A Long Divorce2/01/2004 07:00:00 PM Eastern
She was doing it before Dr. Phil hit the airwaves, and Divorce Court's Judge Mablean Ephriam is approaching her 1,000th episode with the same no-nonsense approach to life, marriage and advice that she started out with in 1999.
"I say things to people that their mother needed to tell them, and I tell them things they need to change," Ephriam says. "I also give them some direction so they can begin living a fruitful and productive life."
The show's 1,000th episode airs this Thursday and will review Ephriam's five-year reign over her TV courtroom.
"We have some of the most memorable guests, some unusual arbitrations and some heart-wrenching clips, and we surprise Mablean at the end with some clips we put together where she is very emotional," says executive producer Laura Gelles. "I think Mablean has just really come into her own. She knows exactly what to say now."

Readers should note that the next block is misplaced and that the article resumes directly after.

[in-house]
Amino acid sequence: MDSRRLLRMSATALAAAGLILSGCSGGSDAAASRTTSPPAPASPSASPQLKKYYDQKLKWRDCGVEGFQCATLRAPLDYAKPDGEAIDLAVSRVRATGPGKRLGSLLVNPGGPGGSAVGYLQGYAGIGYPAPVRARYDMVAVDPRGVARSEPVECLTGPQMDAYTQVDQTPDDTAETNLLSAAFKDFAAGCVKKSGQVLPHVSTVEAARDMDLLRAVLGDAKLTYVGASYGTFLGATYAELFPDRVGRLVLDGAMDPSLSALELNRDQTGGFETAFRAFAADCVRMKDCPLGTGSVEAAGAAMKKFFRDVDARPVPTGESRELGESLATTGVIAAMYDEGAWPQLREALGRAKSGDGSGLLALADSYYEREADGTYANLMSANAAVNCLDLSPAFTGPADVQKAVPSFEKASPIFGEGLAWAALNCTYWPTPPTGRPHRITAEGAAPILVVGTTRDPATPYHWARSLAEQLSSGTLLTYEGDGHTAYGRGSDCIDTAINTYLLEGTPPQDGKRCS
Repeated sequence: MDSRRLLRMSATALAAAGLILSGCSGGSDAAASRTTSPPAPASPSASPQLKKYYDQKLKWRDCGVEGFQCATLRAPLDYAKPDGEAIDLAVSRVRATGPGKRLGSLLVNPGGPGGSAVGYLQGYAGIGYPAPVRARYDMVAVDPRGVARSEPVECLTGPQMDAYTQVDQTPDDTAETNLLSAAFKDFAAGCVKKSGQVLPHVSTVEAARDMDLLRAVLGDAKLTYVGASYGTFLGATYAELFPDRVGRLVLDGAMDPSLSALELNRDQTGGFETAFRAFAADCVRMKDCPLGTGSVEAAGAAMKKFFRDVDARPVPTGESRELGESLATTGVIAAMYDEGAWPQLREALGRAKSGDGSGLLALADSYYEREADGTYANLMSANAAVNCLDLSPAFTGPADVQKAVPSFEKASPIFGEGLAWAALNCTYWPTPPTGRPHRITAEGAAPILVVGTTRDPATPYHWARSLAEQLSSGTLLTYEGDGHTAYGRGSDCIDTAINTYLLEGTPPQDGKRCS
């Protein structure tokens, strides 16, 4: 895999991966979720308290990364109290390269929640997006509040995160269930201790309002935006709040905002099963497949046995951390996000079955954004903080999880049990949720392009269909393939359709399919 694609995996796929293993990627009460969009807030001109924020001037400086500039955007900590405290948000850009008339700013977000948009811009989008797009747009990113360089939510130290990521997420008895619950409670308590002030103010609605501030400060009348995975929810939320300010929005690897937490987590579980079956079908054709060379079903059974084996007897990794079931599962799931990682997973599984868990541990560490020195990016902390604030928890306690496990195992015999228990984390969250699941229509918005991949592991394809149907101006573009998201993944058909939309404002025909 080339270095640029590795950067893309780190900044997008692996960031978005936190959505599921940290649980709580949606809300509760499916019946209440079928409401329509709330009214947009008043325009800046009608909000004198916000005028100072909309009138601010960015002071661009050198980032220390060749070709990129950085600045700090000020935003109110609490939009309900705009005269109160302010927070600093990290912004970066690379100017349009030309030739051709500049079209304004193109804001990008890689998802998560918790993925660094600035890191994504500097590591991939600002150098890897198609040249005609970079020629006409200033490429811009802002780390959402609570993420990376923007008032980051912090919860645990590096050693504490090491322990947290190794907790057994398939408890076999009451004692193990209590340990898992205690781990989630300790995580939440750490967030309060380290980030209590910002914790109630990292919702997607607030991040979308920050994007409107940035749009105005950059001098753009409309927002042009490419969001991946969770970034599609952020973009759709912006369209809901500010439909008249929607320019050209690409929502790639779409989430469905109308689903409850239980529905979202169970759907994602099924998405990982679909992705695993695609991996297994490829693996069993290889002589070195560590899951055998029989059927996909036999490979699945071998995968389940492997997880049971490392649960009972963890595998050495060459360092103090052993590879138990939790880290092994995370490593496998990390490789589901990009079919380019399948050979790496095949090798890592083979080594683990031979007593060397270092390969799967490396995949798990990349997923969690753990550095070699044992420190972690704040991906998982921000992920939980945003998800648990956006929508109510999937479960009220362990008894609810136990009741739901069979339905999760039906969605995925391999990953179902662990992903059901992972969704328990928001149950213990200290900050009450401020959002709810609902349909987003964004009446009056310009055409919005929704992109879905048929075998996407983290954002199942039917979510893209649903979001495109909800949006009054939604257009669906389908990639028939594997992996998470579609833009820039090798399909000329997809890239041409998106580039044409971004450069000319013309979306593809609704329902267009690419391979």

Besides serving as the show's outspoken judge, Ephriam serves as the show's in-house counselor to people who are seeking to end their marriage or at least resolve issues that have been plaguing it. Viewers have seen Ephriam go through changes in her own life, including losing 70 pounds and talking publicly about her own experience with domestic abuse and divorce.
The show has been a solid performer for Twentieth Television, maintaining a stable 2.7 household rating year-to-year, according to Nielsen Media Research. The higher profile of bailiff Joe Catalano, who last May began counseling men on the program, has given the show a boost among the key male demographics, especially among men 18-34, in which the show has logged a nearly 30% jump over last year.
is down a bit among young women but is maintaining in the key female demos of women 18-49 and women 25-54. Last month, Twentieth renewed the show for a sixth season.
"I think what we've learned is that viewers like to hear the story unfold," says Twentieth Television President Bob Cook. "It has to revolve around divorce, but there has to be some interesting twists and turns, and they like to hear Mablean give advice."